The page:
Today, it houses a posh hotel, an aquarium, a McDonald’s and ‘Shrek’s Adventures’ – but 30 years ago County Hall, on London’s South bank, was the home of a radical experiment in local government. In 1981 the Labour party won control of the Greater London Council (GLC) on a manifesto which championed antisexism, antiracism, LGBT rights, workplace democracy and community-controlled development.
In 1986 the GLC was abolished by Thatcher, reduced to a plaque on the wall of a tourist attraction. Most people who have arrived in London since then have never heard of it, but it had a profound effect on the city and on British culture. ‘A Greater London’ aims to recover that lost history, and see what lessons we can learn from it today.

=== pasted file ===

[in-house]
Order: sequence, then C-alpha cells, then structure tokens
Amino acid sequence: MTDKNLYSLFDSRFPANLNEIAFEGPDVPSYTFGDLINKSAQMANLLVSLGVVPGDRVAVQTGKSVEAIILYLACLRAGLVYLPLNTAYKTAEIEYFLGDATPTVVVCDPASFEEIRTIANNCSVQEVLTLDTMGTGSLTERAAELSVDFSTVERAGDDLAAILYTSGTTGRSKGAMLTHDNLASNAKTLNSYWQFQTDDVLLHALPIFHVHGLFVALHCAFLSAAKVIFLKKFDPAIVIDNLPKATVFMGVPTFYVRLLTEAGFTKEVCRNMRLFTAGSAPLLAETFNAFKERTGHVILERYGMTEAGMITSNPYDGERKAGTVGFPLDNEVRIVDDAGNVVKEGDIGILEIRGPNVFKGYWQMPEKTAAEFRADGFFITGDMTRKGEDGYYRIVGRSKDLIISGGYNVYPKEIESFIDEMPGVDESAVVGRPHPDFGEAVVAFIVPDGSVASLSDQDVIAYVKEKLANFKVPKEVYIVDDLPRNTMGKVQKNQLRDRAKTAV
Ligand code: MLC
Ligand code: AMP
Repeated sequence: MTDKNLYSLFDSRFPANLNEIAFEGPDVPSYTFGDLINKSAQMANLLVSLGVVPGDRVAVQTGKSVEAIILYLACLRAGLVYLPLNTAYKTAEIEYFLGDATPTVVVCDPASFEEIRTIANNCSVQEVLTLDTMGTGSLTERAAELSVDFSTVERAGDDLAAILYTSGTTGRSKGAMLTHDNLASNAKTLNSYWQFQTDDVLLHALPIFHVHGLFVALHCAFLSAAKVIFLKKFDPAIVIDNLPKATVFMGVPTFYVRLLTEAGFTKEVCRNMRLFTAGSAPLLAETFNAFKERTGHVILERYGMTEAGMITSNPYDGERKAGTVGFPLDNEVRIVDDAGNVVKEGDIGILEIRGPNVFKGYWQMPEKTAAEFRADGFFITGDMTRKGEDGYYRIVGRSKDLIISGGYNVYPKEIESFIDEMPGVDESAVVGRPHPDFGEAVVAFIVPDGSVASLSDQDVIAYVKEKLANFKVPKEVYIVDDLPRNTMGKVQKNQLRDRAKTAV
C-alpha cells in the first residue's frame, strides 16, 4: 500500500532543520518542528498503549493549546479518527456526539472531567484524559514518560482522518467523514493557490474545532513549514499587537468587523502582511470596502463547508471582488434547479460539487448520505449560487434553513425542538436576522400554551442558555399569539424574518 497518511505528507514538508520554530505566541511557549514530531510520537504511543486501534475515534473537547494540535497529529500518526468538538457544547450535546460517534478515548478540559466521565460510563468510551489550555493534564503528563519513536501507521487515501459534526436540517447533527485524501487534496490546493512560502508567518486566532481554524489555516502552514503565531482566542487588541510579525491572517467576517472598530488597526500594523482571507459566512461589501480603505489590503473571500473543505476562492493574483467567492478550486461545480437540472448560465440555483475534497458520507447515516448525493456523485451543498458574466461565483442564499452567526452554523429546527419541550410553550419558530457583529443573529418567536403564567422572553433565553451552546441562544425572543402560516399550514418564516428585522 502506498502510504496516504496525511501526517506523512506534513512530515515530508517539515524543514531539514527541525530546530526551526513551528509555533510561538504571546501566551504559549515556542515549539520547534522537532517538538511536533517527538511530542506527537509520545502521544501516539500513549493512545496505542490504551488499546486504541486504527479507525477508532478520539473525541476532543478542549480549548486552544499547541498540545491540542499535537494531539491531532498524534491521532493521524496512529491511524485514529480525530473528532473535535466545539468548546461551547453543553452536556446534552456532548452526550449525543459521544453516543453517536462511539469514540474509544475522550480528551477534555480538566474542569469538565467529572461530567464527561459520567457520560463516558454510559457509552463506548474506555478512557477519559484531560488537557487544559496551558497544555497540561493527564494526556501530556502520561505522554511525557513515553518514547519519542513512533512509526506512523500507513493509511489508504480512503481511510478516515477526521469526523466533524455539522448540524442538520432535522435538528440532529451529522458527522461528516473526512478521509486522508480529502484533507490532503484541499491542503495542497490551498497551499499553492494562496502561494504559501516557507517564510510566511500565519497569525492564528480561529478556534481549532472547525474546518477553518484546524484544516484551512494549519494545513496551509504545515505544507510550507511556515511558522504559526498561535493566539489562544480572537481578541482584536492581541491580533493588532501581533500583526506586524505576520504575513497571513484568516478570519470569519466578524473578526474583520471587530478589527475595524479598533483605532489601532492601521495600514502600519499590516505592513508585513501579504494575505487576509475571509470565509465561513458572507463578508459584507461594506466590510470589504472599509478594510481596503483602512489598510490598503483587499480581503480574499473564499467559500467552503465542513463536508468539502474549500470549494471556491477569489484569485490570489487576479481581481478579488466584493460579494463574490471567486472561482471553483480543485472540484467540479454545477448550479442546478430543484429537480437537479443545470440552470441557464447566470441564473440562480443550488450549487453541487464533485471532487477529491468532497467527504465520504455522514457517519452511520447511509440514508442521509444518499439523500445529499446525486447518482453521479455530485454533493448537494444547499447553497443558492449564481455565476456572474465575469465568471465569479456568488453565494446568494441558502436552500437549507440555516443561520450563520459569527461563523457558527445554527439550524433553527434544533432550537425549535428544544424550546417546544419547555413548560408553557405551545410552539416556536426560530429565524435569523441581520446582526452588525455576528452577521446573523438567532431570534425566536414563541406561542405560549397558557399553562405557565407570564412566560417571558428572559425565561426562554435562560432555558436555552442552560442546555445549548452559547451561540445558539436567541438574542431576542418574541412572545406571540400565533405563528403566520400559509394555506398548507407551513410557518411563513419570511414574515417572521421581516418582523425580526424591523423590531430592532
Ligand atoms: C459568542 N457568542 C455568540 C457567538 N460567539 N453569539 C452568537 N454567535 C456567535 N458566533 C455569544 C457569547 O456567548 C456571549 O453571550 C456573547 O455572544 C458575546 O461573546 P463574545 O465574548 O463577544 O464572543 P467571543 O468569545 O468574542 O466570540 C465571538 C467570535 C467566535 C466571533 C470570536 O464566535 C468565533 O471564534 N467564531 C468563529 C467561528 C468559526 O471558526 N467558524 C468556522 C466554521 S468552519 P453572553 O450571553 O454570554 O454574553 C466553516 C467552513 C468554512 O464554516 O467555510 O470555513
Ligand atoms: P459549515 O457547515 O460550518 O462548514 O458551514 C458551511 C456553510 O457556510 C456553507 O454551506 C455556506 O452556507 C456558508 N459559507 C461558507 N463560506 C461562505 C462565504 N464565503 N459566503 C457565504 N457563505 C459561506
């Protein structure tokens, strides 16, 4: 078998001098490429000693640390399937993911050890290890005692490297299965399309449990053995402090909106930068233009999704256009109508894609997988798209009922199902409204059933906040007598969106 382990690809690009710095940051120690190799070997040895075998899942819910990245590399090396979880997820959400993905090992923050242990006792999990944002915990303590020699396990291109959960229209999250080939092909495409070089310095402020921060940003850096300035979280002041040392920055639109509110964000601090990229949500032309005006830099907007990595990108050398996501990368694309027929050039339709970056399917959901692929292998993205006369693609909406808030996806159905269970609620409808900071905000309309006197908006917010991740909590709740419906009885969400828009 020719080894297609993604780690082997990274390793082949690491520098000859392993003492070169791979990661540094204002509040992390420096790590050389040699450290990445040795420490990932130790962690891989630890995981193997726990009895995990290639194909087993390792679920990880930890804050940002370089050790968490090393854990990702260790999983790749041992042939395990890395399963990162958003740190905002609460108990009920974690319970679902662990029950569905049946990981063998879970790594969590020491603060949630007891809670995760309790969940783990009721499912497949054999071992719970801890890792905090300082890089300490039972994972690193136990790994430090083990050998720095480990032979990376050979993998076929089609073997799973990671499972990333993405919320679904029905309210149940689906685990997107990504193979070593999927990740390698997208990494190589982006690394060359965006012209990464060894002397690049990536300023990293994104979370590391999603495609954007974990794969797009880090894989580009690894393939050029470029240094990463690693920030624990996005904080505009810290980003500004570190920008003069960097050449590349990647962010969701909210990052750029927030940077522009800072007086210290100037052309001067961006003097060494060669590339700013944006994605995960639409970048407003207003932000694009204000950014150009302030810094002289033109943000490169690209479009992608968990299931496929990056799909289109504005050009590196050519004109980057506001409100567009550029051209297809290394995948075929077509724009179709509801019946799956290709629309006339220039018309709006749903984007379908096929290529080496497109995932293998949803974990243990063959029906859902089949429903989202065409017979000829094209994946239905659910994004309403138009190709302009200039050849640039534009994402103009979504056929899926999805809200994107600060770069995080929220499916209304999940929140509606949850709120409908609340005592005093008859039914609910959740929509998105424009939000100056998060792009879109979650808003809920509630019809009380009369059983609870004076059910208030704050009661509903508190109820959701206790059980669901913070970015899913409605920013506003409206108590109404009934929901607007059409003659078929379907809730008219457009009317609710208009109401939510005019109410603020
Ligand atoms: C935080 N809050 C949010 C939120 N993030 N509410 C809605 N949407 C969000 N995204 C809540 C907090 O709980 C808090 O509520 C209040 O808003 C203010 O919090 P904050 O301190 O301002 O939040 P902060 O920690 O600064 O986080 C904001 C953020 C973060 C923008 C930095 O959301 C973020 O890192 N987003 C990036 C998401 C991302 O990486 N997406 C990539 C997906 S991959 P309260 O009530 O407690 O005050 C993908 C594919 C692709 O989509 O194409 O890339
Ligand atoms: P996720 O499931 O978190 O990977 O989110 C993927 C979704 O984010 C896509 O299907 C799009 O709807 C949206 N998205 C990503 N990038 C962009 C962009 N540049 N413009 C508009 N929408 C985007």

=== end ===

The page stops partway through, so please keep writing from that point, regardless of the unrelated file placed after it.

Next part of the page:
Having been inspired by oral history projects like Remember Olive Collective and Heart of the Race: Oral histories of black women’s movement, we applied for and were awarded funding from the Heritage Lottery Fund to collect oral histories from people who were involved in the GLC, and in the social movements around it. A group of volunteers are currently being trained to collect and record these memories – watch the video from the training day to learn more, or explore the site to see how you can get involved.